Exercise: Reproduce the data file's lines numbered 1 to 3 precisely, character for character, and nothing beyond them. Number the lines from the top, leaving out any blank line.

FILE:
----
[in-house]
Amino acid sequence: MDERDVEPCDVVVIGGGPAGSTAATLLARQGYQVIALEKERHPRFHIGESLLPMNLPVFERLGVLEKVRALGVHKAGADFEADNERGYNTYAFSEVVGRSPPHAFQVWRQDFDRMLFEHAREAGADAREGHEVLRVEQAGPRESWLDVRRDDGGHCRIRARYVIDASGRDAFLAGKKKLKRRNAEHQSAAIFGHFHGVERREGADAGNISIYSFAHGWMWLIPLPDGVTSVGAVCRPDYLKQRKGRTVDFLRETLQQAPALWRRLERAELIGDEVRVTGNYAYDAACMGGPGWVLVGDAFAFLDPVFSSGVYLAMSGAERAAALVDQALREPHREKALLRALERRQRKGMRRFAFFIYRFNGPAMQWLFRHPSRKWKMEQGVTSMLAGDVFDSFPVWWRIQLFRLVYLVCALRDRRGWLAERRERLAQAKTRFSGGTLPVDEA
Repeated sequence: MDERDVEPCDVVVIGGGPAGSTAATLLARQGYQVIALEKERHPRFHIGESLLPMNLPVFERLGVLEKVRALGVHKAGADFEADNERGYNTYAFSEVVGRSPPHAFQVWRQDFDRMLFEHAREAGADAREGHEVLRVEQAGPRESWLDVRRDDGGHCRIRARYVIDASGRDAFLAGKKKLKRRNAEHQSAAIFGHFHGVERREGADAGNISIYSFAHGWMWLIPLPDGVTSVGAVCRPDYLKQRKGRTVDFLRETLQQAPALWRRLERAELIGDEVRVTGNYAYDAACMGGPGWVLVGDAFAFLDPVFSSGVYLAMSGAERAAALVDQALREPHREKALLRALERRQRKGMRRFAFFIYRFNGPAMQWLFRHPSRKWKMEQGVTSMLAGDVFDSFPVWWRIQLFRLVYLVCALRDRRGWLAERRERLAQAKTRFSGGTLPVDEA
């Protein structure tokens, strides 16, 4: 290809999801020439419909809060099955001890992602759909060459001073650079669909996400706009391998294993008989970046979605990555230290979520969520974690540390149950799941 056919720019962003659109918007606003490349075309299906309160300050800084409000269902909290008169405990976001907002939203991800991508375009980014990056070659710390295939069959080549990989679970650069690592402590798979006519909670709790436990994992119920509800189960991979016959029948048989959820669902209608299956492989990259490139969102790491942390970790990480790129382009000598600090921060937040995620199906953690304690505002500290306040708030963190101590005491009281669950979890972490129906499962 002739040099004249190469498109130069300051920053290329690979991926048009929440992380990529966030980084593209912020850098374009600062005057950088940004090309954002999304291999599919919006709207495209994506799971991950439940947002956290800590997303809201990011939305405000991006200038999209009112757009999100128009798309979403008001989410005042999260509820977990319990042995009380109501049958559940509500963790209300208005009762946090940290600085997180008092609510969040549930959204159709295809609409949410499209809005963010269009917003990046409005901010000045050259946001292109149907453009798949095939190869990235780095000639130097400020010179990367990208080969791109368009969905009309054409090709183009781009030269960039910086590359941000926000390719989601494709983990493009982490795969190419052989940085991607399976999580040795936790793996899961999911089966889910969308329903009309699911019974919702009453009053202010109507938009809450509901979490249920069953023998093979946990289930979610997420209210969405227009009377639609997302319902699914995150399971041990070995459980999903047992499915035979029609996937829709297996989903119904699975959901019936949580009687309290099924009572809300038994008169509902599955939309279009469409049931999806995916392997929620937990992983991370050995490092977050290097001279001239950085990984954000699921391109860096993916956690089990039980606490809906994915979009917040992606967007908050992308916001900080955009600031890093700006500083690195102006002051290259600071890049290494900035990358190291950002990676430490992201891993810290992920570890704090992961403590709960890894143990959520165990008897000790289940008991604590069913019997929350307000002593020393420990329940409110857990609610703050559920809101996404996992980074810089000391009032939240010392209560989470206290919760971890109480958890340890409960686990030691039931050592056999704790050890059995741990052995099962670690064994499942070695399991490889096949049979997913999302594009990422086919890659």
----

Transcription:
[in-house]
Amino acid sequence: MDERDVEPCDVVVIGGGPAGSTAATLLARQGYQVIALEKERHPRFHIGESLLPMNLPVFERLGVLEKVRALGVHKAGADFEADNERGYNTYAFSEVVGRSPPHAFQVWRQDFDRMLFEHAREAGADAREGHEVLRVEQAGPRESWLDVRRDDGGHCRIRARYVIDASGRDAFLAGKKKLKRRNAEHQSAAIFGHFHGVERREGADAGNISIYSFAHGWMWLIPLPDGVTSVGAVCRPDYLKQRKGRTVDFLRETLQQAPALWRRLERAELIGDEVRVTGNYAYDAACMGGPGWVLVGDAFAFLDPVFSSGVYLAMSGAERAAALVDQALREPHREKALLRALERRQRKGMRRFAFFIYRFNGPAMQWLFRHPSRKWKMEQGVTSMLAGDVFDSFPVWWRIQLFRLVYLVCALRDRRGWLAERRERLAQAKTRFSGGTLPVDEA
Repeated sequence: MDERDVEPCDVVVIGGGPAGSTAATLLARQGYQVIALEKERHPRFHIGESLLPMNLPVFERLGVLEKVRALGVHKAGADFEADNERGYNTYAFSEVVGRSPPHAFQVWRQDFDRMLFEHAREAGADAREGHEVLRVEQAGPRESWLDVRRDDGGHCRIRARYVIDASGRDAFLAGKKKLKRRNAEHQSAAIFGHFHGVERREGADAGNISIYSFAHGWMWLIPLPDGVTSVGAVCRPDYLKQRKGRTVDFLRETLQQAPALWRRLERAELIGDEVRVTGNYAYDAACMGGPGWVLVGDAFAFLDPVFSSGVYLAMSGAERAAALVDQALREPHREKALLRALERRQRKGMRRFAFFIYRFNGPAMQWLFRHPSRKWKMEQGVTSMLAGDVFDSFPVWWRIQLFRLVYLVCALRDRRGWLAERRERLAQAKTRFSGGTLPVDEA